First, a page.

Revised with new information as of September 13, 2005

The Demise of a Terrific Web Site
It was a terrific web site by a nonprofit organization. It had a simple, easy-to-use design and was packed with information. It was quick to download and to navigate. It was a wealth of information, and a much-used and much-needed resource. Many web sites linked to it, I referred others regularly to it, and I noticed other people referring to it on various online discussion groups.

And this web site is, for the most part, gone. The new web master, or the new executive director, or the new consultant, or the new corporate "partner" -- often people with no nonprofit management experience -- decided to change this very successful site completely, to give it a more "cutting edge" design, which makes the site quite hard to use; to drop several of its popular pages and features ("we need to streamline!"), much to the dismay of people who needed and wanted that information; to add bandwidth-hungry graphics and coding, and even to change the URL of the entire site ("We need a better brand!"), which means hundreds of links to the site no longer work, and the site is now hard to find, or hidden under an unnecessary layer ("we've moved!").

Which web site am I talking about? Five are coming immediately to my mind. I'm sure I could think of a dozen more if I thought more about. Which ones were you thinking of?

The point of this is that, while responding to changing situations and circumstances is important, completely changing a web site for the sake of something "new," or because someone from the for-profit sector tells you to, is not. Your mission and program content should drive the mission and content of your web site. Always.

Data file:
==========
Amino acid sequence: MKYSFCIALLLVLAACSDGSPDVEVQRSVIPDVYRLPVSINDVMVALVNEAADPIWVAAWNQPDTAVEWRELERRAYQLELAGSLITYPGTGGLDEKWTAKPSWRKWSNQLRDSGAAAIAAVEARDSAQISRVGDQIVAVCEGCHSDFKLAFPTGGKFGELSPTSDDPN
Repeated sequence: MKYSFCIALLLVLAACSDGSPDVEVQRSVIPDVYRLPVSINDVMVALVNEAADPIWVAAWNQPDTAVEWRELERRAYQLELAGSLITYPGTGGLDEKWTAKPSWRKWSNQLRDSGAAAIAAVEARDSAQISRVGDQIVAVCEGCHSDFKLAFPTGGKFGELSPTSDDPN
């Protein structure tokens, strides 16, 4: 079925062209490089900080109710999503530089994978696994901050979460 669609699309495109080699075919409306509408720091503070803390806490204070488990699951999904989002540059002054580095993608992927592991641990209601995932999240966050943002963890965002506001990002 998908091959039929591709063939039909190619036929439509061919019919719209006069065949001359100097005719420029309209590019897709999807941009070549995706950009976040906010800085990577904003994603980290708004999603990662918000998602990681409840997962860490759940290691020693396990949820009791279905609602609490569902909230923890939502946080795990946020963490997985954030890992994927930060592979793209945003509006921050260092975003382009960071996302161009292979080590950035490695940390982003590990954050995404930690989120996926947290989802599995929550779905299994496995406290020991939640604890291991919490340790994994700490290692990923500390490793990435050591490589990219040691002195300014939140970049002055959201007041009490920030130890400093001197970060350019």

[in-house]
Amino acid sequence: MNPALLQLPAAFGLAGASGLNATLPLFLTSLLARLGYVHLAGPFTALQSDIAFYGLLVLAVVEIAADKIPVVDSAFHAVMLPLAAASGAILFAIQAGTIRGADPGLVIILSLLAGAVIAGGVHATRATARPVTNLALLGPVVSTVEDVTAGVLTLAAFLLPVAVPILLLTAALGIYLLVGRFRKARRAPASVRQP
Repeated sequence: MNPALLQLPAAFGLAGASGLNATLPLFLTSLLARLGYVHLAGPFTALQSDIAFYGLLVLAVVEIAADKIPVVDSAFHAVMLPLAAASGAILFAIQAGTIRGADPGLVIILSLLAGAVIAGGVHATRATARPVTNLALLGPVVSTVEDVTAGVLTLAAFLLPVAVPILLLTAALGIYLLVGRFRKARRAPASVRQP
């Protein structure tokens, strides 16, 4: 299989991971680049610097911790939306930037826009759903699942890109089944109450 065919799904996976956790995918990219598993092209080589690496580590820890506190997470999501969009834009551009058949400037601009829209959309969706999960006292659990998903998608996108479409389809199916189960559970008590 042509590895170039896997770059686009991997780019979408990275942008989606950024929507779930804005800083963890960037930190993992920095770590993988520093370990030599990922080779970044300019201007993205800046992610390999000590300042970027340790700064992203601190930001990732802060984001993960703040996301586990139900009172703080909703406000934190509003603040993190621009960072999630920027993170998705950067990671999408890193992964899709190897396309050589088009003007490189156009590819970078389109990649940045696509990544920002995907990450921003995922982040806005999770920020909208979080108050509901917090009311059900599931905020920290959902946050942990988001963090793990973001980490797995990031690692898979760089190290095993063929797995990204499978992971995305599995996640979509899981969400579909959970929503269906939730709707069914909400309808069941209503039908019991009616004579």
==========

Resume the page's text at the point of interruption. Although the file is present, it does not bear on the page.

Lament over.

For a similar lament, see the Tech4Impact article "When is a Web Upgrade Not Really an Upgrade?"

Also see "When Newer Isn't Better," from NetAction Notes.


  Quick Links 

 The Last Virtual Volunteering Guidebook 
  available for purchase as a paperback & an ebook from Energize, Inc

  • go to my home page
  • my consulting services
  • my workshops & presentations
  • my capacity-building work
  • my credentials & expertise
  • my core professional competencies
  • my volunteering/pro bono experiences
  • about Jayne Cravens
  • contact me
  • see my schedule
  • linking to or from my web site
  • The Coyote Helps Foundation
  • Jayne's Amazon Wishlist
  • read my blog
  • follow me on Twitter
  • become my fan on Facebook
  • follow me on GooglePlus
  • subscribe to Tech4Impact, my email newsletter

  •                add me to a GooglePlus circle      view my YouTube videos

    Disclaimer: No guarantee of accuracy or suitability is made by the poster/distributor. This material is provided as is, with no expressed or implied warranty.

    Permission is granted to copy, present and/or distribute a limited amount of material from my web site (up to five pages) without charge if the information is kept intact and without alteration, and is credited to:

    Jayne Cravens & Coyote Communications,

    Otherwise, please contact me for permission to reprint, present or distribute these materials (for instance, in a class or book or online event for which you intend to charge).

    The art work and material on this site was created and is copyrighted 1996-2017
    by Jayne Cravens, all rights reserved
    (unless noted otherwise, or the art comes from a link to another web site).